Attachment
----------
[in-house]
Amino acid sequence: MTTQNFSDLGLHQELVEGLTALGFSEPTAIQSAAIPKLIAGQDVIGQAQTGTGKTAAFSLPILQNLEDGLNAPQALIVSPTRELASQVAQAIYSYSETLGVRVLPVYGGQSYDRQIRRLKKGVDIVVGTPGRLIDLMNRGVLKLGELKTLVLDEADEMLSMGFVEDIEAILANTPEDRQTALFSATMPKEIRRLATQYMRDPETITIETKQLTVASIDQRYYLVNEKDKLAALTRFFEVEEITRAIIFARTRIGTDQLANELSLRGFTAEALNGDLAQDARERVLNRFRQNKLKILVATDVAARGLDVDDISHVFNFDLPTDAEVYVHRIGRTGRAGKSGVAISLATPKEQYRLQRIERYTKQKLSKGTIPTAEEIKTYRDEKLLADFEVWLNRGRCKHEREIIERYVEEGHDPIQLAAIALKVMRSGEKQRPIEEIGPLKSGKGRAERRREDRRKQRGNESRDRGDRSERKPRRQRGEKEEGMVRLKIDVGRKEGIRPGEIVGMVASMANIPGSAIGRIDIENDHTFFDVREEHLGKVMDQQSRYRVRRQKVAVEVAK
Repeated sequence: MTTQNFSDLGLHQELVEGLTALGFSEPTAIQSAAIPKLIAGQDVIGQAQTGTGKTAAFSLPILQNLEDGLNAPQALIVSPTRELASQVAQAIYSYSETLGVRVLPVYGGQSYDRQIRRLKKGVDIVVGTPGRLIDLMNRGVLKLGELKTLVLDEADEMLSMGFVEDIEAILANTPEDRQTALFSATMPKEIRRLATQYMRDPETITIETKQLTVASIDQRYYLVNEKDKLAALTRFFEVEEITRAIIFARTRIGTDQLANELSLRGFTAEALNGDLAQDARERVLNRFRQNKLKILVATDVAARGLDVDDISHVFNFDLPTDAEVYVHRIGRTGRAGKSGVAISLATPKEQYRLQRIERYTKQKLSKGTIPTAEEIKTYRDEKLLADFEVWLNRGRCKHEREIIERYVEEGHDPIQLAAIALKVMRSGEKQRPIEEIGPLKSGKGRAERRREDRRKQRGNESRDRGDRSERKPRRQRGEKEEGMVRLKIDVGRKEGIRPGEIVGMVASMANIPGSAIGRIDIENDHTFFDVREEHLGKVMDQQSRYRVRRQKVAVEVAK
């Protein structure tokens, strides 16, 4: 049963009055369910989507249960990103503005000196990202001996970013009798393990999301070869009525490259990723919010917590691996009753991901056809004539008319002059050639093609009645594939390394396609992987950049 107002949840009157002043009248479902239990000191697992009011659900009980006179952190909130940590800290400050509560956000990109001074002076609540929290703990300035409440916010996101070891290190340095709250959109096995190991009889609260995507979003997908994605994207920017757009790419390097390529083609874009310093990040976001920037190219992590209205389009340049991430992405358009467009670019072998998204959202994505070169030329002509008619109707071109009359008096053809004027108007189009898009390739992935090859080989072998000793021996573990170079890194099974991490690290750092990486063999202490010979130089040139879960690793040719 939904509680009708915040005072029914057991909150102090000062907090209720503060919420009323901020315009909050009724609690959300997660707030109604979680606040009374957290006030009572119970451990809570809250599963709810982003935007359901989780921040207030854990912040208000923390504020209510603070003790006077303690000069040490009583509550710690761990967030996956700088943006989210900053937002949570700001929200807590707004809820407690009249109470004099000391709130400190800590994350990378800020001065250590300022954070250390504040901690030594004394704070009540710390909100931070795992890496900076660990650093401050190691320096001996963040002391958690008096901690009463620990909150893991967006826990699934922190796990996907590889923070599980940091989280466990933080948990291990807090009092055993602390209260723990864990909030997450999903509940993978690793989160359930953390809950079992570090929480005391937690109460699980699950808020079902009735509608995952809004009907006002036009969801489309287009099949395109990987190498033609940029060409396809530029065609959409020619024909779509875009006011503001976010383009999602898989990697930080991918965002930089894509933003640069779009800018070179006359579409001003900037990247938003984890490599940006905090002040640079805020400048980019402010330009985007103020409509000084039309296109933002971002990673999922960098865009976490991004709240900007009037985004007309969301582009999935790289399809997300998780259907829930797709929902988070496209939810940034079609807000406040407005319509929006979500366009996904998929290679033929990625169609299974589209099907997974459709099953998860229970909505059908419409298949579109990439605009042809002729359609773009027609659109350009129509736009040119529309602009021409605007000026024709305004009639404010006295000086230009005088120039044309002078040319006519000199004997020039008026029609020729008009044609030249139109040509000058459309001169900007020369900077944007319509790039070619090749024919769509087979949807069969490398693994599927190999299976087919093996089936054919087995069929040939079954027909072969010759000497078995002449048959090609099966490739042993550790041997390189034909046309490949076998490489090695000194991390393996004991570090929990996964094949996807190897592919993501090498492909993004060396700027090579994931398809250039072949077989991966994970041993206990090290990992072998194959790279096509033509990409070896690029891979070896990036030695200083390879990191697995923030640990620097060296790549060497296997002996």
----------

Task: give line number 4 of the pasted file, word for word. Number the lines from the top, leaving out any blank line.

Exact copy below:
């Protein structure tokens, strides 16, 4: 049963009055369910989507249960990103503005000196990202001996970013009798393990999301070869009525490259990723919010917590691996009753991901056809004539008319002059050639093609009645594939390394396609992987950049 107002949840009157002043009248479902239990000191697992009011659900009980006179952190909130940590800290400050509560956000990109001074002076609540929290703990300035409440916010996101070891290190340095709250959109096995190991009889609260995507979003997908994605994207920017757009790419390097390529083609874009310093990040976001920037190219992590209205389009340049991430992405358009467009670019072998998204959202994505070169030329002509008619109707071109009359008096053809004027108007189009898009390739992935090859080989072998000793021996573990170079890194099974991490690290750092990486063999202490010979130089040139879960690793040719 939904509680009708915040005072029914057991909150102090000062907090209720503060919420009323901020315009909050009724609690959300997660707030109604979680606040009374957290006030009572119970451990809570809250599963709810982003935007359901989780921040207030854990912040208000923390504020209510603070003790006077303690000069040490009583509550710690761990967030996956700088943006989210900053937002949570700001929200807590707004809820407690009249109470004099000391709130400190800590994350990378800020001065250590300022954070250390504040901690030594004394704070009540710390909100931070795992890496900076660990650093401050190691320096001996963040002391958690008096901690009463620990909150893991967006826990699934922190796990996907590889923070599980940091989280466990933080948990291990807090009092055993602390209260723990864990909030997450999903509940993978690793989160359930953390809950079992570090929480005391937690109460699980699950808020079902009735509608995952809004009907006002036009969801489309287009099949395109990987190498033609940029060409396809530029065609959409020619024909779509875009006011503001976010383009999602898989990697930080991918965002930089894509933003640069779009800018070179006359579409001003900037990247938003984890490599940006905090002040640079805020400048980019402010330009985007103020409509000084039309296109933002971002990673999922960098865009976490991004709240900007009037985004007309969301582009999935790289399809997300998780259907829930797709929902988070496209939810940034079609807000406040407005319509929006979500366009996904998929290679033929990625169609299974589209099907997974459709099953998860229970909505059908419409298949579109990439605009042809002729359609773009027609659109350009129509736009040119529309602009021409605007000026024709305004009639404010006295000086230009005088120039044309002078040319006519000199004997020039008026029609020729008009044609030249139109040509000058459309001169900007020369900077944007319509790039070619090749024919769509087979949807069969490398693994599927190999299976087919093996089936054919087995069929040939079954027909072969010759000497078995002449048959090609099966490739042993550790041997390189034909046309490949076998490489090695000194991390393996004991570090929990996964094949996807190897592919993501090498492909993004060396700027090579994931398809250039072949077989991966994970041993206990090290990992072998194959790279096509033509990409070896690029891979070896990036030695200083390879990191697995923030640990620097060296790549060497296997002996």